A fourth expert was offered as a witness on behalf of the insured who was not a physician but a doctor of philosophy in clinical psychology. He had had experience in that field in army hospitals and at the time of the trial was engaged in private practice and also chief psychologist in Springfield State Hospital, an institution of the State of Maryland for the treatment of mental diseases. He testified that in his practice patients are referred to him by psychiatrists, so that the patients may be subjected to a battery of psychological objective tests in order to determine and diagnose their personal problems and their emotional and nervous condition without asking the patients personal questions about themselves. He said that those tests are well established in the profession and have been usd for many years in the army, in private practice and in state and federal institutions. One of the psychiatrists who testified for the insured said that in forming his opinion he depended in part upon the objective tests made by the clinical psychologist.


The psychologist examined the insured in 1952 and subjected him to certain of these tests, including the finger-drawing test, the Rohrschact or ink blot test, and the picture tests, and he testified that he was able to express an opinion as to the condition of the insured not only at the time of the examination but also in 1949. Upon objection, the testimony of this witness was excluded on the ground that he was not qualified as an expert, and an offer to show that in his opinion the insured is totally and permanently disabled, and was in this condition in 1949, was rejected.

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The case was submitted to a jury which found for the defendant. On this appeal it is urged that the judgment should be reversed on the grounds (1) that the plaintiff was prejudiced by the participation of the judge in the examination of witnesses during the trial; (2) that the charge of the court on the meaning of the term "total disability" was erroneous; and (3) that the testimony of the psychologist was erroneously excluded.


Little need be said on the first two points. We have examined the record and we find nothing in the participation of the judge during the trial which was not entirely within the province of a trial judge in the federal Court. See Simon v. United States, 4 Cir., 123 F.2d 80, 83. Nor do we find that the charge on the subject of total disability requires a reversal. The plaintiff's attorney took no exception to the charge in this respect, although offered an opportunity by the judge to do so. The point now stressed is that the judge, in referring to the Maryland rule that the insurance policies did not insure against the inability of the insured to pursue a particular occupation, illustrated his meaning by suggesting that a man unable to carry on his usual occupation might be able to act as messenger and earn from $1500 to $2000 per year. In Travelers Ins. Co. v. Berlin, 185 Md. 404, 414, 45 A.2d 90, the court considered the disability claim set up in 1944 by a policy holder who had been a general clerk and stenographer in 1917, and subsequently a furniture manufacturer from 1925 to 1931 when he became totally disabled and went to a sanitarium. The court held that the question whether the insured could perform the duties of a furniture manufacturer or a clerk at the time of the trial was for the jury, and laid down the rule "that a statement of helplessness is not a prerequisite to recovery, but on the contrary that the disability need only be such as to render the claimant unable to perform the substantial and material acts of his own or some other business or occupation in the usual or customary way. The disability clause does not insure against inability to pursue a particular occupation; if there is any other occupation open to the insured for which he may be fitted by education, training or experience and which, yielding a reasonably substantial gain or profit, rises to the dignity of an income or livelihood, recovery may be defeated."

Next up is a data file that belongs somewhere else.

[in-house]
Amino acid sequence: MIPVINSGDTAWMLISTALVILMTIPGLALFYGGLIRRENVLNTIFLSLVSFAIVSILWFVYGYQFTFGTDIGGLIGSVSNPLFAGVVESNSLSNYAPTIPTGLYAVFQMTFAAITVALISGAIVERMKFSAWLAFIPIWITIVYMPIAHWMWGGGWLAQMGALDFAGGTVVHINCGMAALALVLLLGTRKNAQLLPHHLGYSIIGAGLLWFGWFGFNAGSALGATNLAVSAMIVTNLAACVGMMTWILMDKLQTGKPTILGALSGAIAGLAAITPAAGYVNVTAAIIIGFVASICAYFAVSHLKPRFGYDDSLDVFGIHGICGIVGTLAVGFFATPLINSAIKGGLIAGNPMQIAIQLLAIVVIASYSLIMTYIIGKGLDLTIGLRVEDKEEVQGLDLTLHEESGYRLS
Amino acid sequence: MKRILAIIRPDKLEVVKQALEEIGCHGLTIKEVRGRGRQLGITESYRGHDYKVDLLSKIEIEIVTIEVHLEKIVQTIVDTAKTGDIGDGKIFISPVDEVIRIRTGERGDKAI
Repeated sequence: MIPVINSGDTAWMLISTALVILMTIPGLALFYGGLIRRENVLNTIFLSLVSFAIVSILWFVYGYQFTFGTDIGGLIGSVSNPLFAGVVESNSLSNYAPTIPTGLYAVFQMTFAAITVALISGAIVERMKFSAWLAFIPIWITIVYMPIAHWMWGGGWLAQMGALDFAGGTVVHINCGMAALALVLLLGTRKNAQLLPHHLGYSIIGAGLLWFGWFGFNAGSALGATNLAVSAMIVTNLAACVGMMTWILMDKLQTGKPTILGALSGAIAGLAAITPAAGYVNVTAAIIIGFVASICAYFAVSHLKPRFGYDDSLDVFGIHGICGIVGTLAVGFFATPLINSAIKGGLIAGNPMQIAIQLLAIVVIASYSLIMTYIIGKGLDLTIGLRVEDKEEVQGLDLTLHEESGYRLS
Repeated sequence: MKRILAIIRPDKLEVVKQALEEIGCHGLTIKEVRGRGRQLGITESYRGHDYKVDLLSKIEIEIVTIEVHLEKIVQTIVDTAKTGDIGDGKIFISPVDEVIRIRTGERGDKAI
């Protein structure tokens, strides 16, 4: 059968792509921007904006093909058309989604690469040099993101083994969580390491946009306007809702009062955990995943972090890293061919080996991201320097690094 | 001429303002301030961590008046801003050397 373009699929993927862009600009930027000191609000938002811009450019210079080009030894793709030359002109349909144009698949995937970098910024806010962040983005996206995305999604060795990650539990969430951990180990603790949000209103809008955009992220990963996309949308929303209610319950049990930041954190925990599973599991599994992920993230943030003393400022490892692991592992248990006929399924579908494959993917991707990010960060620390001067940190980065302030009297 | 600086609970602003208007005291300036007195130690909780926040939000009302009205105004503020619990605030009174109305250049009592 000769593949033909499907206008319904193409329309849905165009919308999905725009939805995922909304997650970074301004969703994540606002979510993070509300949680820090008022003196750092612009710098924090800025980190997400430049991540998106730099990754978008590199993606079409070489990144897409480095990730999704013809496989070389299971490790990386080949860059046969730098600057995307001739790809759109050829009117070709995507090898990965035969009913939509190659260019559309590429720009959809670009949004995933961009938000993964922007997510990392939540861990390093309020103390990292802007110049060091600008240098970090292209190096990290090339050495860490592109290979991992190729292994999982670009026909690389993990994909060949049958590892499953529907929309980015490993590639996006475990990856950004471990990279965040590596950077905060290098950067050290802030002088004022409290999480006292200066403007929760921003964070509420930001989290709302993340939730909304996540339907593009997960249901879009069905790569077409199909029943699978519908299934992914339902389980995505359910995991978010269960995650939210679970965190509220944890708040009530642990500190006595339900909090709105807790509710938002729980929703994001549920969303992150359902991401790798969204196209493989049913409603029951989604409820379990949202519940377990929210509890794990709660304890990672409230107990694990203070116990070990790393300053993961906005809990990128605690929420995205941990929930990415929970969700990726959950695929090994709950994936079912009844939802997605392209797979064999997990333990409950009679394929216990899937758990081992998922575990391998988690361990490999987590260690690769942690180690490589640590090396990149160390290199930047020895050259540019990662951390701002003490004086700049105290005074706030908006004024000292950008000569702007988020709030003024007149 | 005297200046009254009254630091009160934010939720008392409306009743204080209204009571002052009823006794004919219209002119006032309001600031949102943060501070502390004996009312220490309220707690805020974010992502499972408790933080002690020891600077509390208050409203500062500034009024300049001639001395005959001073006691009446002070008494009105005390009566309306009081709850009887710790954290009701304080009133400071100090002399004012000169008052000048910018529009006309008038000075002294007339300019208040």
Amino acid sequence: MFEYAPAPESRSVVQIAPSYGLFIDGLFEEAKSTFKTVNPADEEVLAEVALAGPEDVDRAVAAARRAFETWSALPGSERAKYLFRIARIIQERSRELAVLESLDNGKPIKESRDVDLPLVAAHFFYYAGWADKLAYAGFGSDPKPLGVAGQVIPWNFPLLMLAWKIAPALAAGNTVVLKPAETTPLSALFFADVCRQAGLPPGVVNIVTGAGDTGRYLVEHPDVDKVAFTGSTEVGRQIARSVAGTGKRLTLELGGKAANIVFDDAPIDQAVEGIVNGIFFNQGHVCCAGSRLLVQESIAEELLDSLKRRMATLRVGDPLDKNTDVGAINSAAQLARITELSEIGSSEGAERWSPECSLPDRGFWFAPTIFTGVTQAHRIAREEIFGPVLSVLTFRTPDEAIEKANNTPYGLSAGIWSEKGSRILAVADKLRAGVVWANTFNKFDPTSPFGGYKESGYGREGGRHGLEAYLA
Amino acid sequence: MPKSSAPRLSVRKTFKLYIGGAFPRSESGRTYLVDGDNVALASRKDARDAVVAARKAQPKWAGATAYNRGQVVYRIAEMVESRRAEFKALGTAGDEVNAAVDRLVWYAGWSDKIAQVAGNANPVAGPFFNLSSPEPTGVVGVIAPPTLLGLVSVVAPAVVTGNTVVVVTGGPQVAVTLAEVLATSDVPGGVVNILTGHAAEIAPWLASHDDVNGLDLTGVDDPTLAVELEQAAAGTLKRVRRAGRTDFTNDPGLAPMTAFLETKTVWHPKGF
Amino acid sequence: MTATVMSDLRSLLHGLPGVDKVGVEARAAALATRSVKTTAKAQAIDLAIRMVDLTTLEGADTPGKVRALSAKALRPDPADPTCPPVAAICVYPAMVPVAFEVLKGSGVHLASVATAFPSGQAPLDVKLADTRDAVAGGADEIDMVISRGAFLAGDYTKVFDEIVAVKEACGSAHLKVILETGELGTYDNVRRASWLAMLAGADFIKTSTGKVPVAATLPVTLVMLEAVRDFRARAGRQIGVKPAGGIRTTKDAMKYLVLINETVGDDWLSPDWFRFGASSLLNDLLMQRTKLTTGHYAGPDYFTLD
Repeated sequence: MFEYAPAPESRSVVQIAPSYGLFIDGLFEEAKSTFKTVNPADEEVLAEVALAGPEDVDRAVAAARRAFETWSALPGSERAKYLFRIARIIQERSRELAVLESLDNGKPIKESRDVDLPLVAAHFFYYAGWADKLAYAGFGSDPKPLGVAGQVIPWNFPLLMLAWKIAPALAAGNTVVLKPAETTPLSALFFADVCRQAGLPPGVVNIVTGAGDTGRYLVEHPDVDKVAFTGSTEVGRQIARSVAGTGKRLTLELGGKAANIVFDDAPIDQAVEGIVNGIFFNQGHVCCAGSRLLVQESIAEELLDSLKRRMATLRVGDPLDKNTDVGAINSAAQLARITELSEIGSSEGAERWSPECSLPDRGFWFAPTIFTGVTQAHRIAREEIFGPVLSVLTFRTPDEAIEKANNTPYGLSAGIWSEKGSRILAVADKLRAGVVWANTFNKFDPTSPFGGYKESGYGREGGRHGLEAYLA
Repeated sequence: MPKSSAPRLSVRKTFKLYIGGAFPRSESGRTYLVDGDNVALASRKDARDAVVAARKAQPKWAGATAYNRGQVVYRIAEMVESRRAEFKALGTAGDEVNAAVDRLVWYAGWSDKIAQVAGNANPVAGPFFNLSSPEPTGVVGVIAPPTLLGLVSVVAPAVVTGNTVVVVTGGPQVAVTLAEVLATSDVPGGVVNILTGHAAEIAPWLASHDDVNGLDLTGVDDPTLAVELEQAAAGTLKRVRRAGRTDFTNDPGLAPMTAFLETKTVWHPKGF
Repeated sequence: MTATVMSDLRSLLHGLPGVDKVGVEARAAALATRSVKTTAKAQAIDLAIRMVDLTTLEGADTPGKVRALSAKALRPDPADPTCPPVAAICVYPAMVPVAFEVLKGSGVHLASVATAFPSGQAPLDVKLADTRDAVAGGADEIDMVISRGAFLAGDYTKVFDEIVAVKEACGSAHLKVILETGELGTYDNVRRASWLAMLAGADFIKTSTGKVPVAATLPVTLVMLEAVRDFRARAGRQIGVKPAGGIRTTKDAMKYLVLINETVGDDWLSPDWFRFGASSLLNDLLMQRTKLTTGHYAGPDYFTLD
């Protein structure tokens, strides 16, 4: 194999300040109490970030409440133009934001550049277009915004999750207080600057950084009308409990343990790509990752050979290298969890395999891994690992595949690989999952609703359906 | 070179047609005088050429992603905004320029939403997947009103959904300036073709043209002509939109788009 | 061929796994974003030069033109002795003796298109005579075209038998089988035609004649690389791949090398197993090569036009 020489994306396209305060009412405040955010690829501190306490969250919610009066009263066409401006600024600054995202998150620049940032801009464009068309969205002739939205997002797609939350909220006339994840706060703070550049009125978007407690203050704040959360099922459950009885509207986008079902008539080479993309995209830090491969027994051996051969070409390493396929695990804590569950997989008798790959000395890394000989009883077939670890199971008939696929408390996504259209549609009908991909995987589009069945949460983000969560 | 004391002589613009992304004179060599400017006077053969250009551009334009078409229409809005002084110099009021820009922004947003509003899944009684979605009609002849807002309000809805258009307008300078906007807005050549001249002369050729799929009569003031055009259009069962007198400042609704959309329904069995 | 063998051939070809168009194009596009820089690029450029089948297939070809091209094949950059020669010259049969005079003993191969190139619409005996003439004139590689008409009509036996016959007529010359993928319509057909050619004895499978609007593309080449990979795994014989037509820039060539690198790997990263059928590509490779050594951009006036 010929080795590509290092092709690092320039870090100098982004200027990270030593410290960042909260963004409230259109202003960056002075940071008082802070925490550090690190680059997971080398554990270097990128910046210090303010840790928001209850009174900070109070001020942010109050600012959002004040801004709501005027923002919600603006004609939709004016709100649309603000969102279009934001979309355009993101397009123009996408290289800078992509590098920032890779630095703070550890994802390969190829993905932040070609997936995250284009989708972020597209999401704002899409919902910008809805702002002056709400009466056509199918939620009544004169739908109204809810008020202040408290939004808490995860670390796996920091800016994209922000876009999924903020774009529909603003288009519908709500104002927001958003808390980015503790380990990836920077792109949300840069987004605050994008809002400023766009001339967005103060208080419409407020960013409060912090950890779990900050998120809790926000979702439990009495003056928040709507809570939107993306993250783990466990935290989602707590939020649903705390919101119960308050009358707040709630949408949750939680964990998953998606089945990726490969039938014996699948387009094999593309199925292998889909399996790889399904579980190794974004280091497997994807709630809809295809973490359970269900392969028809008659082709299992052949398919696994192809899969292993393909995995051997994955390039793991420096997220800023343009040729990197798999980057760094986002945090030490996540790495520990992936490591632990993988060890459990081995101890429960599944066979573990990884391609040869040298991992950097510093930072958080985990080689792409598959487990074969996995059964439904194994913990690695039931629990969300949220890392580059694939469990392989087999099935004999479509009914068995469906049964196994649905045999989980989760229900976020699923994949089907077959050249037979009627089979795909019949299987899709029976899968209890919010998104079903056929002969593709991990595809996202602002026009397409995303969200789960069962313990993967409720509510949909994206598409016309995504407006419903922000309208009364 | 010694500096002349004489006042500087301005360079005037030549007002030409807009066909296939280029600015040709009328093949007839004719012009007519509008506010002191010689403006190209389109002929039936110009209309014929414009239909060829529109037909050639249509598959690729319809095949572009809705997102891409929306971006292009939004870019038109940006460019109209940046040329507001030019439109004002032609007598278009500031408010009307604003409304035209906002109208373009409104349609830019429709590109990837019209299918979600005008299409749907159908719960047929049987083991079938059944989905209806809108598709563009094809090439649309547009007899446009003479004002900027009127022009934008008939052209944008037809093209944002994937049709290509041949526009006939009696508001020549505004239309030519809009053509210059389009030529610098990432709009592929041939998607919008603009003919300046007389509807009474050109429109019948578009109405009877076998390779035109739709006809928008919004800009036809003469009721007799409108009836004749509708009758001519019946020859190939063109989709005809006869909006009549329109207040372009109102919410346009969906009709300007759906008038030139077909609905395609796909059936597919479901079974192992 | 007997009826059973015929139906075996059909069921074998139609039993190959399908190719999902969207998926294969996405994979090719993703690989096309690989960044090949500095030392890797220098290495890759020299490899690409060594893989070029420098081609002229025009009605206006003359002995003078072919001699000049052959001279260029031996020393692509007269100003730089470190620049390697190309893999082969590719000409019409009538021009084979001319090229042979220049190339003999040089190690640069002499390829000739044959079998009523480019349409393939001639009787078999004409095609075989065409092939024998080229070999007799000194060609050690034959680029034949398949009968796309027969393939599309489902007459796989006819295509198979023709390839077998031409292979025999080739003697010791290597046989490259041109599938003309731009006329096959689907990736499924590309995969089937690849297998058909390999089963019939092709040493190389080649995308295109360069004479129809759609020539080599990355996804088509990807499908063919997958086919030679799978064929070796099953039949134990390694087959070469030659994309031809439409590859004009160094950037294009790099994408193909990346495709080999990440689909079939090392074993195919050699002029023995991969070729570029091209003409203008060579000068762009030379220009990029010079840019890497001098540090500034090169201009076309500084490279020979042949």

The District Judge instructed the jury in substantially the language of the Maryland court; and we are not prepared to say that his allusion to the earnings of a messenger was inappropriate to the discussion of the disability claim of the plaintiff who in early life had conducted a trucking business and later had assisted in running a pool room. In any event, no objection was taken to the judge's charge on the point and a party may not secure a reversal of a judgment by withholding his objection to a charge at the time of its delivery and thereby deprive the judge of the opportunity of modifying his language if he finds it proper to do so. See Rule 51 of the Federal Rules of Civil Procedure, 28 U. S.C.A.


We think, however, that the objection to the ruling on the admissibility of the testimony of the psychologist is well taken. The uncontradicted evidence received at the trial tended to show that the expert was qualified in his field by academic training and by experience; and also that the objective tests which he described, although perhaps not well known to the general public, were recognized as helpful by medical experts in psychiatry. Moreover, one of the psychiatrists, whose testimony was received, based his opinion as to the condition of the insured in part upon the objective tests given by the psychologist to the insured in this case. Accordingly it is our view that the evidence should have been received, and we are unable to say that its exclusion was harmless since the expert testimony played so large a part in the trial of the case.


Reversed and remanded.